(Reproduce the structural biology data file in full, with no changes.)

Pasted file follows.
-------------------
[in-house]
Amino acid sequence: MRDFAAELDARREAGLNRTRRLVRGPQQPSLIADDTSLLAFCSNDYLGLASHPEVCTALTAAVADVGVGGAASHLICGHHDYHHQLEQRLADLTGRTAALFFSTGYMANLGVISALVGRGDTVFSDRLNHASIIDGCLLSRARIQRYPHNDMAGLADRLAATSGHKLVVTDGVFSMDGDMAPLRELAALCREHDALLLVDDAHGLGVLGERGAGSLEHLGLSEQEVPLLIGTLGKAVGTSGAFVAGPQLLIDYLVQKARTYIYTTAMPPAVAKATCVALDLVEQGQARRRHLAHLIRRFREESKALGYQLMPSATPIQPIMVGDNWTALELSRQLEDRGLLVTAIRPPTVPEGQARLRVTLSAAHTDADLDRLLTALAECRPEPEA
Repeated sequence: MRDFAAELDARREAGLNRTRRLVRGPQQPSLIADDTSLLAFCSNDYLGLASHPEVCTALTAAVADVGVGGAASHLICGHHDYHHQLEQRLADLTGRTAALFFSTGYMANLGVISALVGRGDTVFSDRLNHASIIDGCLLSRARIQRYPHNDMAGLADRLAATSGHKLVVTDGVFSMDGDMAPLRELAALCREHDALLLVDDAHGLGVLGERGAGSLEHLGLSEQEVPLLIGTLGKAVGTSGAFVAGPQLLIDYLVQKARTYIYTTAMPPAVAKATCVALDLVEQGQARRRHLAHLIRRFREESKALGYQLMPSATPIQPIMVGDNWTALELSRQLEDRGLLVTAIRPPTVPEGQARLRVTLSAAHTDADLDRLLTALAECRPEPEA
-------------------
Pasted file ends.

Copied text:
[in-house]
Amino acid sequence: MRDFAAELDARREAGLNRTRRLVRGPQQPSLIADDTSLLAFCSNDYLGLASHPEVCTALTAAVADVGVGGAASHLICGHHDYHHQLEQRLADLTGRTAALFFSTGYMANLGVISALVGRGDTVFSDRLNHASIIDGCLLSRARIQRYPHNDMAGLADRLAATSGHKLVVTDGVFSMDGDMAPLRELAALCREHDALLLVDDAHGLGVLGERGAGSLEHLGLSEQEVPLLIGTLGKAVGTSGAFVAGPQLLIDYLVQKARTYIYTTAMPPAVAKATCVALDLVEQGQARRRHLAHLIRRFREESKALGYQLMPSATPIQPIMVGDNWTALELSRQLEDRGLLVTAIRPPTVPEGQARLRVTLSAAHTDADLDRLLTALAECRPEPEA
Repeated sequence: MRDFAAELDARREAGLNRTRRLVRGPQQPSLIADDTSLLAFCSNDYLGLASHPEVCTALTAAVADVGVGGAASHLICGHHDYHHQLEQRLADLTGRTAALFFSTGYMANLGVISALVGRGDTVFSDRLNHASIIDGCLLSRARIQRYPHNDMAGLADRLAATSGHKLVVTDGVFSMDGDMAPLRELAALCREHDALLLVDDAHGLGVLGERGAGSLEHLGLSEQEVPLLIGTLGKAVGTSGAFVAGPQLLIDYLVQKARTYIYTTAMPPAVAKATCVALDLVEQGQARRRHLAHLIRRFREESKALGYQLMPSATPIQPIMVGDNWTALELSRQLEDRGLLVTAIRPPTVPEGQARLRVTLSAAHTDADLDRLLTALAECRPEPEA